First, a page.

[…]

In a contested convention, his mastery of political dark arts could prove instrumental in securing the delegates that Trump needs. He has been to every Republican convention since 1964, and he’s worked the floor at every convention since 1972. And even he readily admits that he is capable of employing tactics other operatives wouldn’t dream of, let alone try.

[…]

At the outset, Stone advocated for traditional methods: polling, analytics, advertising. But Trump had something different in mind: hold rallies, generate controversy, get free media coverage. Stone didn’t care for that approach, nor the man tasked with implementing it: Corey Lewandowski, Trump’s campaign manager, who didn’t much care for Stone, either, sources close to the campaign said.

[…]

But he never really was gone. He was not ousted, as was originally reported, nor was he forced into exile, as some journalists would claim. He was always there, on the sidelines, talking to Trump on a regular basis, planting stories in the press, influencing things where he could, several sources said.

Now, eight months later, Trump’s ”say anything” strategy has given way to a new phase. He’s trying to assemble the 1,237 delegates he needs to clinch the nomination, and he’s in desperate need of experienced political infighters who can navigate the contentious fight for delegates. Which means that Stone’s services are back in demand.

Bild: Affisch för kampanjen ”Stop the Steal”.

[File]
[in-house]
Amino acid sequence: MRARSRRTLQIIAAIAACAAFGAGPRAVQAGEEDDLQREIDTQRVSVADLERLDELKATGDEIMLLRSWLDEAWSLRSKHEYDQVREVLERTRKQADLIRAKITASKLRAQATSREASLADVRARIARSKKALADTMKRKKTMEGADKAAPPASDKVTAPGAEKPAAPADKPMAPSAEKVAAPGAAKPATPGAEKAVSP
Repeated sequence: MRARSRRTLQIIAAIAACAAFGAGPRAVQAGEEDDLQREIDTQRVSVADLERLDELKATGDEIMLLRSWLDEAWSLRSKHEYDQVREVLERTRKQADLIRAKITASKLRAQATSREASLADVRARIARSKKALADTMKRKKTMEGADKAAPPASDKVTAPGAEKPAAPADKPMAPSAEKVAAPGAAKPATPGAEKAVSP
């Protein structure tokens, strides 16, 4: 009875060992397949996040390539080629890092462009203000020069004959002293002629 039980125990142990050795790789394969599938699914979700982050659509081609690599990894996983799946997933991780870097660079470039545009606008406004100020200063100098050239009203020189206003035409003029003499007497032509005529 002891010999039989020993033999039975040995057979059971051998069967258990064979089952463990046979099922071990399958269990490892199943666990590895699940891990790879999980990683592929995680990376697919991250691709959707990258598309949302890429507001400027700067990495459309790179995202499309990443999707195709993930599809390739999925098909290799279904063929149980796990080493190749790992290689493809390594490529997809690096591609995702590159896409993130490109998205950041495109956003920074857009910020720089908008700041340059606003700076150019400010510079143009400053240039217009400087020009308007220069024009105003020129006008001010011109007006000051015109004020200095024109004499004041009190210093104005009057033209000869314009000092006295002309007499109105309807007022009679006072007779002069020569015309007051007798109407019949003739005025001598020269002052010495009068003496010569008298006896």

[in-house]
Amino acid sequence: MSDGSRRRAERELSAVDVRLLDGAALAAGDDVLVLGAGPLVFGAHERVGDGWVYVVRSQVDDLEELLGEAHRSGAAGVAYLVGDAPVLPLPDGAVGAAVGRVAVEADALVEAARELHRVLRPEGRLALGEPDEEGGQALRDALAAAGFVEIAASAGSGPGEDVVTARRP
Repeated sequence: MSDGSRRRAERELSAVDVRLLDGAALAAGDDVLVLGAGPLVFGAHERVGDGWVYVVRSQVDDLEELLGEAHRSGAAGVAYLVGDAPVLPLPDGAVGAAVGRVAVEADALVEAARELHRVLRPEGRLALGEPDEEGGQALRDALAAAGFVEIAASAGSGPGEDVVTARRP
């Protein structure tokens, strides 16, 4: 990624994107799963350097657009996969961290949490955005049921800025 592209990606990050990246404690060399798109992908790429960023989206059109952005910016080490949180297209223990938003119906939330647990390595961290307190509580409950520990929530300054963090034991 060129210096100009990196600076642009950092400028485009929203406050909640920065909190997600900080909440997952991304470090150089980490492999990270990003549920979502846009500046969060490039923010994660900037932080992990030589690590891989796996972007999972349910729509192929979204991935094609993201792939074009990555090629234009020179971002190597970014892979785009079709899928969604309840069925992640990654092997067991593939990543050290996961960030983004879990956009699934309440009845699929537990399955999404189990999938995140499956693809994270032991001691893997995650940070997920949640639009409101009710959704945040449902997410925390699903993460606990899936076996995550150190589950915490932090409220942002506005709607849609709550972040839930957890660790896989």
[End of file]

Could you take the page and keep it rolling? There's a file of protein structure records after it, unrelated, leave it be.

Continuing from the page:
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The New York Times 7 november 1968

Den republikanska presidentkandidaten och tidigare vicepresidenten Richard Nixon vann valet 1968 mot sin demokratiske motståndare Hubert Humphrey som var Lyndon B. Johnsons vicepresident. The New York Times toppade med rubriken ”Nixon wins by a thin margin” den 7 november 1968.

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Bild: Har inte hittat vem som skapat denna teckning. Men hos Library of Congress finns klassiska skämtteckningar på temat Richard Nixon.

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USA | Oavsett vem som hamnar i Vita Huset efter presidentvalet kommer Roger Ailes och Fox News vinna på det.

The New York Times Magazine - January 25 2015

Ailes, som en gång i tiden var en av Richard Nixons rådgivare, har fortfarande en hel del att lära politikerna i Republican Party.

Jim Rutenberg skriver så här om honom i The New York Times Magazine:

Ailes has long argued that Americans alienated by the sensibilities of the “New York-Hollywood elitists” are a valuable demographic, and the past two decades have proved him right. He started Fox News in 1996, led it to first place in the cable-news ratings in 2002 and has widened his lead ever since. At the point it surpassed CNN, Fox News had an average prime-time audience of 1.2 million, while CNN’s was 900,000 and MSNBC’s was around 400,000. By the end of 2012 — a presidential-election year, with higher-than-typical news viewership — its prime-time audience of more than two million was the third-biggest in all of basic cable and larger than those of MSNBC (905,000) and CNN (677,000) combined. By last year, its share of that news pie had climbed to 61 percent, and it had moved to second place in the prime-time rankings for all of basic cable, behind ESPN.

This has given Ailes consistent bragging rights, no small matter for a man whose braggadocio is television legend. (When Paula Zahn departed Fox News for CNN in 2001, he said he could beat her ratings with “a dead raccoon.”) But it has also given him something more impressive: ever-increasing profits. During a 10-year span, Fox News’s profits grew sixfold to $1.2 billion in 2014, on total operating revenue of $2 billion, according to the financial analysis firm SNL Kagan. By contrast, those of CNN and MSNBC have leveled off over the past few years, with the occasional small dip or spike.

[…]